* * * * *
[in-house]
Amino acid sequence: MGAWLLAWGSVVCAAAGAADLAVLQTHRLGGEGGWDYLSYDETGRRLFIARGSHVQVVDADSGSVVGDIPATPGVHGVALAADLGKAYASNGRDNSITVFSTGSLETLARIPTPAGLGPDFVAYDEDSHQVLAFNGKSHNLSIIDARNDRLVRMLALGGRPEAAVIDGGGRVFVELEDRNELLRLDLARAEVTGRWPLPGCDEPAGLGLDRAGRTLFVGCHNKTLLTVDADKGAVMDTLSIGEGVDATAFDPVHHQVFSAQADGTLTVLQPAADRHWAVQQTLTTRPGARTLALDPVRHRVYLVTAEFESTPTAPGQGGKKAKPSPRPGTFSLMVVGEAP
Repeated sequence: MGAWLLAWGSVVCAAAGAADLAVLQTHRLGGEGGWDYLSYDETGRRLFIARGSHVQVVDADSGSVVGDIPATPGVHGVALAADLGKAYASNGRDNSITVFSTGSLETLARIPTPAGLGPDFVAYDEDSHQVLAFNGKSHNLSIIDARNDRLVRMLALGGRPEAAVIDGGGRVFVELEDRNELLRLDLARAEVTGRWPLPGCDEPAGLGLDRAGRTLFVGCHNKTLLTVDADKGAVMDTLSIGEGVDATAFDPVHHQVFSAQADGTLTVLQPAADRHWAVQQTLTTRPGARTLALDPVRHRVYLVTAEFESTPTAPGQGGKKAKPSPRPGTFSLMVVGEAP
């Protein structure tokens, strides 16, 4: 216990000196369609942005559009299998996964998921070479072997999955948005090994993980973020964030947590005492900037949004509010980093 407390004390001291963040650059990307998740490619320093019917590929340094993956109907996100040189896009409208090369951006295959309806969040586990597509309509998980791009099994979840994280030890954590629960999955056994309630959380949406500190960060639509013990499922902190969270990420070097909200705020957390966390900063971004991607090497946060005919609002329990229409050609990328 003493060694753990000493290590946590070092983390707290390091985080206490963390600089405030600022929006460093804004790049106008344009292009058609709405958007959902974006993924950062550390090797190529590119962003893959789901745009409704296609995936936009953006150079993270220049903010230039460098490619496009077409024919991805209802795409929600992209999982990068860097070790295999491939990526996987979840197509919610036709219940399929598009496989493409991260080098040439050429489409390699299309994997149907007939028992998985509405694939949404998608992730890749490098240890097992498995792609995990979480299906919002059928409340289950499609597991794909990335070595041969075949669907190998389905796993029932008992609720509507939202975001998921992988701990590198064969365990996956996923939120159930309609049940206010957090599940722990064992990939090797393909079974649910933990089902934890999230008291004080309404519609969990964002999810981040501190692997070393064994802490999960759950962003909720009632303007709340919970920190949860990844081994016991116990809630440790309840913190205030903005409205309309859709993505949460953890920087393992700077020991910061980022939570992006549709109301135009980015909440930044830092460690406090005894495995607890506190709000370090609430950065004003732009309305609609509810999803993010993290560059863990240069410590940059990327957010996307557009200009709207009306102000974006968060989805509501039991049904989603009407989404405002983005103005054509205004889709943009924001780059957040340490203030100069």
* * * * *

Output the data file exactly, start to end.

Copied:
[in-house]
Amino acid sequence: MGAWLLAWGSVVCAAAGAADLAVLQTHRLGGEGGWDYLSYDETGRRLFIARGSHVQVVDADSGSVVGDIPATPGVHGVALAADLGKAYASNGRDNSITVFSTGSLETLARIPTPAGLGPDFVAYDEDSHQVLAFNGKSHNLSIIDARNDRLVRMLALGGRPEAAVIDGGGRVFVELEDRNELLRLDLARAEVTGRWPLPGCDEPAGLGLDRAGRTLFVGCHNKTLLTVDADKGAVMDTLSIGEGVDATAFDPVHHQVFSAQADGTLTVLQPAADRHWAVQQTLTTRPGARTLALDPVRHRVYLVTAEFESTPTAPGQGGKKAKPSPRPGTFSLMVVGEAP
Repeated sequence: MGAWLLAWGSVVCAAAGAADLAVLQTHRLGGEGGWDYLSYDETGRRLFIARGSHVQVVDADSGSVVGDIPATPGVHGVALAADLGKAYASNGRDNSITVFSTGSLETLARIPTPAGLGPDFVAYDEDSHQVLAFNGKSHNLSIIDARNDRLVRMLALGGRPEAAVIDGGGRVFVELEDRNELLRLDLARAEVTGRWPLPGCDEPAGLGLDRAGRTLFVGCHNKTLLTVDADKGAVMDTLSIGEGVDATAFDPVHHQVFSAQADGTLTVLQPAADRHWAVQQTLTTRPGARTLALDPVRHRVYLVTAEFESTPTAPGQGGKKAKPSPRPGTFSLMVVGEAP
């Protein structure tokens, strides 16, 4: 216990000196369609942005559009299998996964998921070479072997999955948005090994993980973020964030947590005492900037949004509010980093 407390004390001291963040650059990307998740490619320093019917590929340094993956109907996100040189896009409208090369951006295959309806969040586990597509309509998980791009099994979840994280030890954590629960999955056994309630959380949406500190960060639509013990499922902190969270990420070097909200705020957390966390900063971004991607090497946060005919609002329990229409050609990328 003493060694753990000493290590946590070092983390707290390091985080206490963390600089405030600022929006460093804004790049106008344009292009058609709405958007959902974006993924950062550390090797190529590119962003893959789901745009409704296609995936936009953006150079993270220049903010230039460098490619496009077409024919991805209802795409929600992209999982990068860097070790295999491939990526996987979840197509919610036709219940399929598009496989493409991260080098040439050429489409390699299309994997149907007939028992998985509405694939949404998608992730890749490098240890097992498995792609995990979480299906919002059928409340289950499609597991794909990335070595041969075949669907190998389905796993029932008992609720509507939202975001998921992988701990590198064969365990996956996923939120159930309609049940206010957090599940722990064992990939090797393909079974649910933990089902934890999230008291004080309404519609969990964002999810981040501190692997070393064994802490999960759950962003909720009632303007709340919970920190949860990844081994016991116990809630440790309840913190205030903005409205309309859709993505949460953890920087393992700077020991910061980022939570992006549709109301135009980015909440930044830092460690406090005894495995607890506190709000370090609430950065004003732009309305609609509810999803993010993290560059863990240069410590940059990327957010996307557009200009709207009306102000974006968060989805509501039991049904989603009407989404405002983005103005054509205004889709943009924001780059957040340490203030100069």